March 28, 2012

Hunger Games: Amusing Ourselves to Death

(with thanks/apologies to Neil and Andrew Postman)

This will not be a review or even an exhaustive discussion of The Hunger Games. This is a post that I wanted to write two weeks ago, before I even saw the movie, but just never got to. (For a fair-handed perspective on the movie, go here -- and, for the record, I don't make a habit of referring people to CT.) Earlier this week, a dear Christian friend asked me (knowing I had seen the movie), "what would you say to someone who says it's evil, humanistic, etc. etc. etc....don't let your kids see it...etc.?" This post is, in part, an attempt to answer that question.

Ten to twelve years ago, when this homeschool mom had only one reading child in the house, I made a point to read everything he was reading. Truth is, I seemed to have more time for it back then, as it was easy to work reading in with nursing my younger kids and taking afternoon pregnancy naps. Now, however, with two teen readers in the house and the explosion of Young Adult Literature (and I use that term loosely, only in the library category sense, but that's for another post), it's much harder to keep up. Many times, I find myself just saying no to my kids when they select a questionable book from the library (thank goodness for book jacket synopses).

I'm not sure how The Hunger Games came into my children's lives. I think a friend from church loaned my now-sixteen-year-old daughter the first book. She quickly devoured the entire series, then passed them on to her thirteen-year-old brother simply to stop his repeated requests. Well, he (of my three children, he wins least-likely-to-read-a-book-unless-it's-the-only-available-option) devoured the first book. At that point, I figured I'd better see what had drawn my children in. I was drawn in, as well.

The story of The Hunger Games is compelling: a dystopian society (and yes, I had to look that up) whose leadership is bent on preventing future rebellion through a system of segregation and fear-mongering. The fictional country of Panem is composed of a debauched Capitol and twelve separate districts, and never shall they all meet -- except when tribute is due, once each year.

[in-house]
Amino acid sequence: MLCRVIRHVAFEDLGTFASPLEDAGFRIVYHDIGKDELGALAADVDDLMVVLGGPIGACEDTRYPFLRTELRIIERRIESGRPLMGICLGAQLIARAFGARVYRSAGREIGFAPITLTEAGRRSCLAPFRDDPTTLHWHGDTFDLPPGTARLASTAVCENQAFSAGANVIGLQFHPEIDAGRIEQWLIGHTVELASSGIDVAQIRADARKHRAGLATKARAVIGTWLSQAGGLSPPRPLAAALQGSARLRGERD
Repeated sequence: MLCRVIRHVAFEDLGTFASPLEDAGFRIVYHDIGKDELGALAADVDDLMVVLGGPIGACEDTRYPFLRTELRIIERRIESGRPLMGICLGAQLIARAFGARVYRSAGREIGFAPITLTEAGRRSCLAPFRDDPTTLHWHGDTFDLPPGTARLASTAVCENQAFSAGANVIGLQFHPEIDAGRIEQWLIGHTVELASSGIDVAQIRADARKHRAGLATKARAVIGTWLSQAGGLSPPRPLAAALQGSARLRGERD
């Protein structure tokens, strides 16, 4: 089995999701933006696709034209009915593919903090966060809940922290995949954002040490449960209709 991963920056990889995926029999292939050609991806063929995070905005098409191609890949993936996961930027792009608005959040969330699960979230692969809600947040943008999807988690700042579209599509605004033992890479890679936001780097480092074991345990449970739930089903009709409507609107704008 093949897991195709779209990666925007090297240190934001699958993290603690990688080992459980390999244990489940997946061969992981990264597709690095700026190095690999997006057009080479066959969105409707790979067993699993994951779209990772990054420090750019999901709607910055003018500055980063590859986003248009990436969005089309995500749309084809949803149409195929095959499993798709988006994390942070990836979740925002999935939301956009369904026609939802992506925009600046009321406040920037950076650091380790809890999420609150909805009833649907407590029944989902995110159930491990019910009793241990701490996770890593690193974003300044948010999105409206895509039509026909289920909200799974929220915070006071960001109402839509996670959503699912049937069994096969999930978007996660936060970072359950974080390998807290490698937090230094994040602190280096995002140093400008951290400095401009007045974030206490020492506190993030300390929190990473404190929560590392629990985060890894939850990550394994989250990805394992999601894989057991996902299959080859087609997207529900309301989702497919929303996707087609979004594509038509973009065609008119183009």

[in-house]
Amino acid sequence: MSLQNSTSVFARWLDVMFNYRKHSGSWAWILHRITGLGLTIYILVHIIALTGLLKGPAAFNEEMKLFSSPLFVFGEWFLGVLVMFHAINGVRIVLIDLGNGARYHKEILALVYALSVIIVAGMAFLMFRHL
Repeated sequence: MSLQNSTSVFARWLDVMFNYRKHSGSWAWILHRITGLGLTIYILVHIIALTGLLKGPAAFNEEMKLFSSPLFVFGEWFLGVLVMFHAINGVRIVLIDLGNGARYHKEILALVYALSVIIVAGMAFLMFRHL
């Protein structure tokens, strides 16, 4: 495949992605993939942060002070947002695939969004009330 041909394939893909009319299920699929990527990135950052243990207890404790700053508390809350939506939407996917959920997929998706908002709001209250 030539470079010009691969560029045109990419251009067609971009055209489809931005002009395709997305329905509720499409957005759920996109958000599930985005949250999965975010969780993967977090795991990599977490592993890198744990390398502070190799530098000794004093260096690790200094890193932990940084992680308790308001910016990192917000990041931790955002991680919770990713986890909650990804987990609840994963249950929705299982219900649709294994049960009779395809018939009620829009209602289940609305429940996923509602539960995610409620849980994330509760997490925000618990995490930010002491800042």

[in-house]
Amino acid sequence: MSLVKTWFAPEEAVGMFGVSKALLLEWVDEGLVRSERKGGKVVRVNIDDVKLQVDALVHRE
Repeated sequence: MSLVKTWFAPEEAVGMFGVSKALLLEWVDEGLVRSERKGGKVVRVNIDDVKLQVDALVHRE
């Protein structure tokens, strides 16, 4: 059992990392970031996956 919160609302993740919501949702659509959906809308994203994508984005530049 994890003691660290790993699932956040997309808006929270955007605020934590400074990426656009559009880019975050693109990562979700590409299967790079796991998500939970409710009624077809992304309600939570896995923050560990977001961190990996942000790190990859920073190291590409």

The definition of tribute from the Capitol's perspective:
A gift, testimonial, compliment, or the like, given as due or in acknowledgement of gratitude or esteem
The definition of tribute from the Districts' perspective:
A stated sum or other valuable consideration paid by one sovereign or state to another in acknowledgement of subjugation or as the price of peace, security, protection, or the like
In this case, the tribute is a human life. Between the ages of 12-18. One boy and one girl from each district. And of the 24 tributes, only one is to survive. These children are taken from their homes and pitted against one another in a highly televised and manipulated winner-takes-all competition. To the victor (and his or her district) go the spoils. The almost insatiable Capitol finds its hunger for pageantry, partying, and gambling and its thirst for blood temporarily quenched.

Without providing spoilers, here's how I can answer friend and, hopefully, help other concerned parents out there.

The story line is about evil. And the society shown is humanistic. There is no God present, other than the gods that people have made of themselves, of one another, of their lifestyles, of past tribute victors, of the games themselves.

This is a secular story, and the characters have no hope beyond themselves (unlike us).

This is the world that many of our neighbors live within, pulling themselves up by their bootstraps each day to make a living, give their kids a better life than they had, winding down at the end of the day by watching a TV show about someone whose life is, in one way or another, worse than theirs. And getting up the next day to do it all again.

Do you or your teens need to see this movie in order to get that message? No. But the Hunger Games is really about where our society, left to itself, could be headed. And I thank my God that we are not left to ourselves.

Do I think you or your teens should see this movie? That's a call only you can make. I do not think that it is an evil movie, but it is a movie about evil, about what humankind is bent to become. I'm glad I saw it (but then, Life is Beautiful is one of my all-time favorite movies). Our family will evaluate viewing the sequels as they come out.

And this is not a story for the young. If I had it to do over again, I may not have let my son read the books until he was a year or two older. 

One other note of encouragement, though: if your children have read these books or have seen (or will see) the movie, you owe it to them to either read the books or watch the movie (preferably with them, even if they've already seen it once), and discuss it with them. And remind them of the gospel. Don't let this teachable moment pass you by.

Have you seen the movie? Will you? What are your thoughts?

Definitions quoted from

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